When to Start the Pill

Birth control pills usually come in packs.The most common and familiar type has three weeks of hormone pills. Some of the birth control pill packs will contain sugar pills for the fourth week. At this stage or during this fourth no-hormone week, you will have your menstrual period, and then after the fourth week, i.e., 28 days, you will begin a new pack. Some of these  birth control pills are packaged in such a way that you have to take the hormone pills for a period of time continuously. With this kind of pills, you may not have your monthly period, or you may have or experience a period after a couple of months.

When to Start the Pill for Birth Control

It’s advisable that you ask or consult your doctor on when to start the pill for birth control. In case you get a period on the day you have been instructed to start, you can go ahead and start the birth control pill pack. After starting the pill pack, you will mostly have your period at about 25 days after you begin your pill pack.  Most importantly, you should take your pills probably at the same time each and every day, usually at bedtime or before breakfast.

You are supposed to start each new birth control pill pack on the same day as the previous week when you started it. However, if you are using the 21-day pack, you can start the new pack 7 days after you are through with the old pill pack. In addition, if you are using the 28-day pack,you can start the new pill pack after taking the old pack’s placebo pill. You are supposed to follow the schedule stated above, whether you are on your period or not.

How to Start Birth Control Pills

As it has been discussed earlier, birth control pills come in packs and are varied in hormone. Some of these pills are also packaged in case that you have to take them continuously for a period of time.

1. A Normal Start

  1. a) Start taking the birth control pills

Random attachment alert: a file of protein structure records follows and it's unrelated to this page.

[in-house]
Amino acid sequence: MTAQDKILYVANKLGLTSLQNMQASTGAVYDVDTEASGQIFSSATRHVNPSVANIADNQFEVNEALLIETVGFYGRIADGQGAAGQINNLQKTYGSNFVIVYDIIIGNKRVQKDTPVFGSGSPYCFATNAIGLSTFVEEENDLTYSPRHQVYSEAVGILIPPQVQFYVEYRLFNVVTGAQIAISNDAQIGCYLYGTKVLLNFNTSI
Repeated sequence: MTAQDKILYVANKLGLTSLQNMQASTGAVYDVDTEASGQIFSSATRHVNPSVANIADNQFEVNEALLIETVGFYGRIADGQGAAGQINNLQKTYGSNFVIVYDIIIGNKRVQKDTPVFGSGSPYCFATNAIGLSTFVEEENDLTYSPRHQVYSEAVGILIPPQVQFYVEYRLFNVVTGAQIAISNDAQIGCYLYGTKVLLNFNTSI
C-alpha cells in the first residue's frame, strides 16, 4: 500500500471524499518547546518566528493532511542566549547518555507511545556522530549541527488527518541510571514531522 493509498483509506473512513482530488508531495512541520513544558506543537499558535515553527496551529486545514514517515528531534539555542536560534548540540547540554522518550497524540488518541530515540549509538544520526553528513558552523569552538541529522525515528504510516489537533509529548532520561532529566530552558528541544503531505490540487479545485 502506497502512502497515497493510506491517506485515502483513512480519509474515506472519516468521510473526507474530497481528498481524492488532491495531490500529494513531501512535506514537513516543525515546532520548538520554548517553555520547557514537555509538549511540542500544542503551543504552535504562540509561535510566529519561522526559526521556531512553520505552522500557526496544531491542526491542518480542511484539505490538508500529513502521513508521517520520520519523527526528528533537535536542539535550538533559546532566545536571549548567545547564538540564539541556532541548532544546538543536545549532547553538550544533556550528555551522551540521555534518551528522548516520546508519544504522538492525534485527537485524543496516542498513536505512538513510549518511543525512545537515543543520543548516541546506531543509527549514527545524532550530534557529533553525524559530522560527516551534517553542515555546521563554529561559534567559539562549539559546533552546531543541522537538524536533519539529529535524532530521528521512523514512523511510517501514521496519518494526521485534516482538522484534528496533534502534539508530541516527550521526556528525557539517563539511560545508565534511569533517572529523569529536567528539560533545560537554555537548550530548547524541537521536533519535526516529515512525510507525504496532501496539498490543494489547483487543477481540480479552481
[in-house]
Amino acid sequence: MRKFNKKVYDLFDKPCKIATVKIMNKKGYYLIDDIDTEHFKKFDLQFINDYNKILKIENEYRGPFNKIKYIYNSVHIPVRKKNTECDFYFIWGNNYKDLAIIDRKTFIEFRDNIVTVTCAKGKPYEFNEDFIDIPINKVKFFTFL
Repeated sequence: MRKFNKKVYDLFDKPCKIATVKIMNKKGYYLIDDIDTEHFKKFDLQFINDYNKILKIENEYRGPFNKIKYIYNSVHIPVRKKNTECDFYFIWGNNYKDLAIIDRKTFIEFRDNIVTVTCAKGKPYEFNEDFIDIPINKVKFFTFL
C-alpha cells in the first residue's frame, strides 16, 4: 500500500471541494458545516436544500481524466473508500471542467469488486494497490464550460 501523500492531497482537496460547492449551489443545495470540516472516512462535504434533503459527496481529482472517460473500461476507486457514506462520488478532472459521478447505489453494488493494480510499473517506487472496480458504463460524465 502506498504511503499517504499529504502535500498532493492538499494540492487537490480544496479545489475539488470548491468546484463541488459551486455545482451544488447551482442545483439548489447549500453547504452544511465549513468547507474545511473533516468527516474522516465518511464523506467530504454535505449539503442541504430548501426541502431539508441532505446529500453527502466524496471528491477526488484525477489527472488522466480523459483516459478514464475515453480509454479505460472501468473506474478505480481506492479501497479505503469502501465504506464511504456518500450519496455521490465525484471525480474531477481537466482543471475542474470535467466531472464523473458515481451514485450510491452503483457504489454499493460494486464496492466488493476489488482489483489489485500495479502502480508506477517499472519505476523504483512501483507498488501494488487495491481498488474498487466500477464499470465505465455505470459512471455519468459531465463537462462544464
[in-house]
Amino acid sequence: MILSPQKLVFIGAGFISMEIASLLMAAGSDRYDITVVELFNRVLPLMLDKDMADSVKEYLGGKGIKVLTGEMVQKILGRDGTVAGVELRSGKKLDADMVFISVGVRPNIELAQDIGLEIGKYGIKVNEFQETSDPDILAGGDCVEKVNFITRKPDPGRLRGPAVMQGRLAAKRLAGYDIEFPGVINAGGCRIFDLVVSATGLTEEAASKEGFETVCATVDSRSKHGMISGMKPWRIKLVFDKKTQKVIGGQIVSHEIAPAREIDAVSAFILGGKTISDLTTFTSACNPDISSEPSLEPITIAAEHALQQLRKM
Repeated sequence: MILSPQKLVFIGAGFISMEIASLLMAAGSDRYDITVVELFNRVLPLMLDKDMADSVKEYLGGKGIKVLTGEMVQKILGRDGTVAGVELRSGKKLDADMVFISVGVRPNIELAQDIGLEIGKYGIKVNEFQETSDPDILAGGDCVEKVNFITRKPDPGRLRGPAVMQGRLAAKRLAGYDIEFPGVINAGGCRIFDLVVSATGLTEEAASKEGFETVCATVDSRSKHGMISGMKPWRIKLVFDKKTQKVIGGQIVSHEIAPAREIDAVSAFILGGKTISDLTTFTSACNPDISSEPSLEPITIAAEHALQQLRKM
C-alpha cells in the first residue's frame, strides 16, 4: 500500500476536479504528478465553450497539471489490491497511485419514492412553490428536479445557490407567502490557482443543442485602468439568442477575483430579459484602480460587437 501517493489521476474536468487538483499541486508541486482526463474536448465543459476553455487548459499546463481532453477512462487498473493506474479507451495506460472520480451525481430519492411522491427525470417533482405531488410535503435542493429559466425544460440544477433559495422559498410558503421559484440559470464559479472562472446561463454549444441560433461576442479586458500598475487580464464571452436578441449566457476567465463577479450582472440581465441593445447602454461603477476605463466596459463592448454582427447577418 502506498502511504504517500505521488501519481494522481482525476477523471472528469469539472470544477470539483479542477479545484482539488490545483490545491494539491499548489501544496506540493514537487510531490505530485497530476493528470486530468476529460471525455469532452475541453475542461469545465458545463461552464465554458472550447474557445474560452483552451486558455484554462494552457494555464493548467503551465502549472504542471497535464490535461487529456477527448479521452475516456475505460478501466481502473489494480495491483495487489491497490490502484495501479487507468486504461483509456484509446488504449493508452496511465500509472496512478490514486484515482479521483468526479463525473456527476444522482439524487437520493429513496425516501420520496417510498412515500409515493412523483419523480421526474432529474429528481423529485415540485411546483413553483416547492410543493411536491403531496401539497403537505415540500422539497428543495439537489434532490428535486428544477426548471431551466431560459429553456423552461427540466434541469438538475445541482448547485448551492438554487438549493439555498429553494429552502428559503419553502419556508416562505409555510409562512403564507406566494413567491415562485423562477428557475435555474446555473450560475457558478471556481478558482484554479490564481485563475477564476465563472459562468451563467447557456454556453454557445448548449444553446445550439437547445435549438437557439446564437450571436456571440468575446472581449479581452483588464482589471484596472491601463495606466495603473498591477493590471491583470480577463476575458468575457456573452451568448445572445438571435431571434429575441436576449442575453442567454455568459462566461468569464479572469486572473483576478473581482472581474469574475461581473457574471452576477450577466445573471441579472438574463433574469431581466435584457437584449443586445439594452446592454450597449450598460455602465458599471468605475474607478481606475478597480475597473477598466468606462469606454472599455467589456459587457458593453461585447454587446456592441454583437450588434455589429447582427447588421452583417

There are many ways of how to start taking your birth control pills, but before you begin, you are supposed to consult your doctor about when to start taking them. Here are some of the ways:

  • Quick start. You can take the first pill soon after you get the pack from the doctor during your medical appointment, and then you can take the next pill on the second day. However, during your seven days of pills, you can use a back up birth control method, i.e. condom or diaphragm.
  • Sunday start. It’s good to start your pack on a Sunday so that you can avoid having your period on weekends. However, a backup control method is also required as well during seven days of the pills.
  • Fifth day start. You can take your first pill on the fifth day of your menstrual cycle.
  1. b) Make a daily routine

It’s good to take your pill every day at exactly the same time, and here are a few tricks to help you keep on track in preventing pregnancy:

  • Pick or choose a specific time. You can link up your “pill time” with something like brushing your teeth, going to bed or eating a meal.
  • Use your calendar. Try to mark the day you will start your new pill packs and even more, you can cross off each day that you take a pill.
  • Check gain. Every day when you take the pill, ensure that you check if you took yesterday’s pill. If you realize you actually missed yesterday’s pill, take it right away.

2. Start after Pregnancy

Starting or taking birth control pills after pregnancy is such an important concern for most women since there are chances that you can be pregnant again soon after you have given birth. However, if you have to take birth control pills shortly after your pregnancy,it’s advisable to start taking the combination pills after waiting for at least 3 weeks after giving birth vaginally. In addition, you can wait for about 6 weeks if you have increased blood clots or you are nursing. Most women will be at higher risk of blood clot if:

  • they are obese.
  • they had a heavy bleeding after giving birth or delivery.
  • they are over the age of 35 years.